The Locker Room

Tax gimmicks in the House

Posted by Joseph Coletti at 10:52 AM

Just learned some details on one proposal (House Bill 1721, the H.E.L.P. Small Business Act - never trust a bill with a cute acronym)* to turn the governor's gimmick of tax credits for small business that hire people. These make it clear that any business that hires somebody based on the tax credit shouldn't be in business.

Your business would have to show your average number of full-time employees the year before you hire someone, then show the average number of full-time employees the year you do the hiring to qualify for a $1,000 tax credit per new job.

You then have to keep that job for three years. So the tax credit works out to $333 per year based on your faith in the economy to keep a person on staff for three full years. If you downsize at any point in the next three years, you have to repay the tax credit (just like Dell). You might be able to fire other people, just not the person you hired for to qualify for the tax credit.

It's also not clear how long a person has to be on staff and whether the average number of employees has to rise by at least 0.5 to qualify for the tax credit. On the other side, if you hired someone on January 1 and you plan to get the tax credit, then another employee moves, you still might not qualify for the credit.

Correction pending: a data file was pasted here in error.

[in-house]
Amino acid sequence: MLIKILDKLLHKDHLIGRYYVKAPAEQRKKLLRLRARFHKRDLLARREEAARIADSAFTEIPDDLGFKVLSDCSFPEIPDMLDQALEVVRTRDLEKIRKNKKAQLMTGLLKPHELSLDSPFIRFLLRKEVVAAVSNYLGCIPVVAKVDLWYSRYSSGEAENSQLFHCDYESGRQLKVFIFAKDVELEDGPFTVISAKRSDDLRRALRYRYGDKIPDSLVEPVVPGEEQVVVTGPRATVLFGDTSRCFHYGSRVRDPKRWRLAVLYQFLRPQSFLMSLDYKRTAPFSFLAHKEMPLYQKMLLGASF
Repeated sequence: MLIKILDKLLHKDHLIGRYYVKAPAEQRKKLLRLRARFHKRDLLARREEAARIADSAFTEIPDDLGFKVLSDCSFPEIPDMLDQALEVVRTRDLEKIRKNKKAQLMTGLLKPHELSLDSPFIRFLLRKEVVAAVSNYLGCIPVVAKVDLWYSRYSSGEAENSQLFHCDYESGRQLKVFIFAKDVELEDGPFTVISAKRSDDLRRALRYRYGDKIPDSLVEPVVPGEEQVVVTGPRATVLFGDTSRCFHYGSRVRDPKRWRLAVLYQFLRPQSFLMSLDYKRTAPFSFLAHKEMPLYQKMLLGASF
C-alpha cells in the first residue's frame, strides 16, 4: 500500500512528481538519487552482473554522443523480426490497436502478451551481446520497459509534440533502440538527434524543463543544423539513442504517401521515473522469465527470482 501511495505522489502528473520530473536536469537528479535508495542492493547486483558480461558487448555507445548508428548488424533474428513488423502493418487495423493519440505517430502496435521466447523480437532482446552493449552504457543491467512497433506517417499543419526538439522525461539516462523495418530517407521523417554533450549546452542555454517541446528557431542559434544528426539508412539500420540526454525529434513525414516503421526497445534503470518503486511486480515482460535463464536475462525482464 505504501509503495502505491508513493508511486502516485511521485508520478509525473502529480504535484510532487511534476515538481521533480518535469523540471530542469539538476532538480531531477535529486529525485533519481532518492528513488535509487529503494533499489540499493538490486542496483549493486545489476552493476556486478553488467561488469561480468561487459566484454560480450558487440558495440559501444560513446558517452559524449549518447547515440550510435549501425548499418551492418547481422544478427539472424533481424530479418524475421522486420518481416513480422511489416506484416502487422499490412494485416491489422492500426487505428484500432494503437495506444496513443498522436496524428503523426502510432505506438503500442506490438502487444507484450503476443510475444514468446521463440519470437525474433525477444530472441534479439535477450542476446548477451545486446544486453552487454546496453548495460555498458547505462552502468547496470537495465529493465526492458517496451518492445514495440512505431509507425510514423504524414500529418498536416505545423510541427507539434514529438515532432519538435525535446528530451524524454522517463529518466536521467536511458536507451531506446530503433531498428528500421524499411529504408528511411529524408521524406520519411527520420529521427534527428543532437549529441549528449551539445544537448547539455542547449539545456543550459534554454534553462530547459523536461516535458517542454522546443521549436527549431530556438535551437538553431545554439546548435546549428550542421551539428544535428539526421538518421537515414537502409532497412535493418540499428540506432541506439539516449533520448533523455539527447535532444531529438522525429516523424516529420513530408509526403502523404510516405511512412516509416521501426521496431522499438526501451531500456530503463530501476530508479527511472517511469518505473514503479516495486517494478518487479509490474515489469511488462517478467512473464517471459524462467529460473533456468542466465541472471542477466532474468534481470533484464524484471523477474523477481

Your small company will have to do all of this reporting, then lose all of your privacy as a firm because the Commerce Department will publish a report detailing credits claimed "itemized by taxpayer." Other statutory tax credits are aggregated so we don't see who gets them. This may make sense from a transparency side, but is another cost for the small business.

One more time now. If you want businesses to grow and hire people, really reduce government spending to a sustainable level and provide a better tax climate. Micromanaging small businesses from the legislature is not the way.

* Added bill information and link.

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